Guns and Gear

Gun Test: LKCI Regent BR9 Pistol

In 2017, 82 years after Fabrique Nationale’s (FN) High Power pistol was first introduced, Browning announced that it would no longer be manufacturing the company’s branded iteration of the design, the Hi Power. In a world dominated by polymer-frame, striker-fired pistols, the all-steel, single-action autoloader had lost its appeal. Rather than replace the aging machinery needed to produce the pistol, Browning chose to drop the gun from its lineup; it was the end of an era.

But there was a time when the FN High Power dominated the market and was in use by more than 50 militaries. Originally developed for submission to a French military solicitation, FN tasked famed gun designer John Moses Browning with its development. Browning passed away in 1926 while still working on the gun, and the company’s lead design engineer, Dieudonne Saivé, continued the gun’s development until 1934 when FN was ready to take the gun into production. Dubbed the P35, the High Power (or Grande Puissance) was known for its large-capacity magazine and reliability. Though it was never adopted by the French, the Belgian military did adopt the gun.

With the discontinuation of the commercial Browning Hi Power, and the subsequent increase in value of existing guns, it looked as though shooters on a budget wouldn’t be able to experience one of the most successful autoloading handguns of the 20th century, but this changed in 2018 when LKCI introduced the Regent BR9 pistol. Based on the post-war commercial model of the High Power, the BR9 is manufactured by Tisas in Turkey.

Our test sample for this evaluation is the carbon steel, Cerakoted version of the BR9, however, a stainless steel model is also offered. Tisas uses a 4140 steel investment-cast frame and a slide machined from a billet of the same material. The gun is dimensionally identical to the Browning gun, and aftermarket parts will work with the Regent BR9. Like the late-model High Powers, the BR9 uses an external extractor. Low-profile three-dot sights are dovetailed into the slide to give the shooter a very usable sight picture. Tisas cold-hammer-forges its barrels, and the BR9’s is made from stainless steel.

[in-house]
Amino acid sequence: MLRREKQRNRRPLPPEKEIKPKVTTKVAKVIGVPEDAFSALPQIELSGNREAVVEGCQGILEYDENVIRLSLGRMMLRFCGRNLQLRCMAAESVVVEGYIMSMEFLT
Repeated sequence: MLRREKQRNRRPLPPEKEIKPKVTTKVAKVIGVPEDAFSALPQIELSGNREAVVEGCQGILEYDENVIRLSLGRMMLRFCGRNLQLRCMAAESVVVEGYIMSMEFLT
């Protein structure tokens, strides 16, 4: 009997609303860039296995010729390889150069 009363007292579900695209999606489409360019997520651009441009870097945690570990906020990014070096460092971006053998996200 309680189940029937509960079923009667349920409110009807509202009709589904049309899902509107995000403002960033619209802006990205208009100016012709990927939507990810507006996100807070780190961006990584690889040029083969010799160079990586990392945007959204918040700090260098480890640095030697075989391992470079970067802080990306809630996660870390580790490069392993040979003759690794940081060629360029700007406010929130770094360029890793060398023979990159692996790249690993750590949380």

Like the original FN High Power, the BR9 has a magazine disconnect safety. Designed to prevent the gun from firing unless a magazine is locked in place within the magazine well, the spring-loaded magazine safety pushes the trigger lever out of engagement with the slide-mounted sear lever when the magazine is absent. The magazine will drop approximately 3/8″ when the magazine release is depressed, but it will not fall free from the gun.

Based on the post-war commercial model of the High Power, the all-steel BR9 retains the same recoil-operated action and magazine disconnect safety of the original FN pistol, and features low-profile dovetailed sights in the three-dot arrangement.

Examining the BR9 reveals very few machine marks, even internally on the frame and slide. With the slide in battery there is no discernible play between the two parts. External controls like the thumb safety, magazine release and slide stop are well-fit. Our test gun’s finish was applied so skillfully that we initially thought the gun had been blued.

Our test sample’s trigger broke at 7 lbs., and it has the usual grittiness and creep common to the High Power pistol. Because the BR9 is a service-size semi-automatic we did our accuracy testing at 25 yds. We fired all groups from a seated rest using a DOA Tactical shooting bench, and rested the BR9’s dustcover on a Millett BenchMaster for support. The sights were well-regulated and shot to point of aim. It should be noted that the BR9 is not +P compatible, and care must be taken with defensive loads if this pistol is to be used as a carry gun.

The gun’s heavy trigger pull did not prove to be as much of a hindrance as we anticipated, and we were able to print some very nice groups with the BR9. Our single best five-shot group was fired with DoubleTap’s 77-gr. hollow points and measured just 0.87″. This load also produced the best five-group average of 1.14″.

We fired more than 300 rounds during our evaluation, and had no stoppages or failures of any kind. The gun is supplied with two Mec-Gar 13-round magazines, and they locked the slide to the rear when the last shot was fired with absolute reliability.


It’s hard to find fault with the BR9. It is accurate and reliable. The inclusion of low-profile sights is a huge plus. Unfortunately, the thumb safety, which is patterned after the original High Power part, is just too small to easily disengage. Such a concession to originality is unfortunate, as a single-action semi-automatic is typically carried with the chamber loaded, the hammer cocked and the safety engaged.

While current tastes may trend toward polymer-frame, striker-fired guns, there is still demand for iconic designs that have earned their places in history. With an MSRP of $559 ($599 for stainless) we think the Regent BR9 provides shooters with a well-made and -finished facsimile of the High Power.